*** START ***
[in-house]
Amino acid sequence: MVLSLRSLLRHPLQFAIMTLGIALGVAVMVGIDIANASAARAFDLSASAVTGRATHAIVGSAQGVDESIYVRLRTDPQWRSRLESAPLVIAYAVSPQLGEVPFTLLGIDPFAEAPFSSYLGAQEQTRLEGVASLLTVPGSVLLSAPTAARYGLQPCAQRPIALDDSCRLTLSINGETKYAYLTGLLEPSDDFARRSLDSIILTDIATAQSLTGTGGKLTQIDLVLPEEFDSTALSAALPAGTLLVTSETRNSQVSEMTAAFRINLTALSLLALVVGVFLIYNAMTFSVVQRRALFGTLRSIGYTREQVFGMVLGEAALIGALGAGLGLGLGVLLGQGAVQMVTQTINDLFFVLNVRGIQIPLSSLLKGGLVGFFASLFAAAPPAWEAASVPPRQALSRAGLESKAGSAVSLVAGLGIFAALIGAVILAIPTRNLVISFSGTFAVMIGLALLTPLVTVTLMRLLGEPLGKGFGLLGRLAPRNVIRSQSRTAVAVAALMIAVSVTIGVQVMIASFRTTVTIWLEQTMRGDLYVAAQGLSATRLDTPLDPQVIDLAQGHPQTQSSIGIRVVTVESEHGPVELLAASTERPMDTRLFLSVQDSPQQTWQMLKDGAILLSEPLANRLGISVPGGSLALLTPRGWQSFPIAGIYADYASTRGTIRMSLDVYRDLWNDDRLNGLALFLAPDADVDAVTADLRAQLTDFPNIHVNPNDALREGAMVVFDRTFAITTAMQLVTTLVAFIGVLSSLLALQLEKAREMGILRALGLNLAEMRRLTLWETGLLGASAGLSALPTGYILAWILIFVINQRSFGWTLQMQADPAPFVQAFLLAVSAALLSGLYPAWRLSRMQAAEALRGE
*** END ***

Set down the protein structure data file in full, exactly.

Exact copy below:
[in-house]
Amino acid sequence: MVLSLRSLLRHPLQFAIMTLGIALGVAVMVGIDIANASAARAFDLSASAVTGRATHAIVGSAQGVDESIYVRLRTDPQWRSRLESAPLVIAYAVSPQLGEVPFTLLGIDPFAEAPFSSYLGAQEQTRLEGVASLLTVPGSVLLSAPTAARYGLQPCAQRPIALDDSCRLTLSINGETKYAYLTGLLEPSDDFARRSLDSIILTDIATAQSLTGTGGKLTQIDLVLPEEFDSTALSAALPAGTLLVTSETRNSQVSEMTAAFRINLTALSLLALVVGVFLIYNAMTFSVVQRRALFGTLRSIGYTREQVFGMVLGEAALIGALGAGLGLGLGVLLGQGAVQMVTQTINDLFFVLNVRGIQIPLSSLLKGGLVGFFASLFAAAPPAWEAASVPPRQALSRAGLESKAGSAVSLVAGLGIFAALIGAVILAIPTRNLVISFSGTFAVMIGLALLTPLVTVTLMRLLGEPLGKGFGLLGRLAPRNVIRSQSRTAVAVAALMIAVSVTIGVQVMIASFRTTVTIWLEQTMRGDLYVAAQGLSATRLDTPLDPQVIDLAQGHPQTQSSIGIRVVTVESEHGPVELLAASTERPMDTRLFLSVQDSPQQTWQMLKDGAILLSEPLANRLGISVPGGSLALLTPRGWQSFPIAGIYADYASTRGTIRMSLDVYRDLWNDDRLNGLALFLAPDADVDAVTADLRAQLTDFPNIHVNPNDALREGAMVVFDRTFAITTAMQLVTTLVAFIGVLSSLLALQLEKAREMGILRALGLNLAEMRRLTLWETGLLGASAGLSALPTGYILAWILIFVINQRSFGWTLQMQADPAPFVQAFLLAVSAALLSGLYPAWRLSRMQAAEALRGE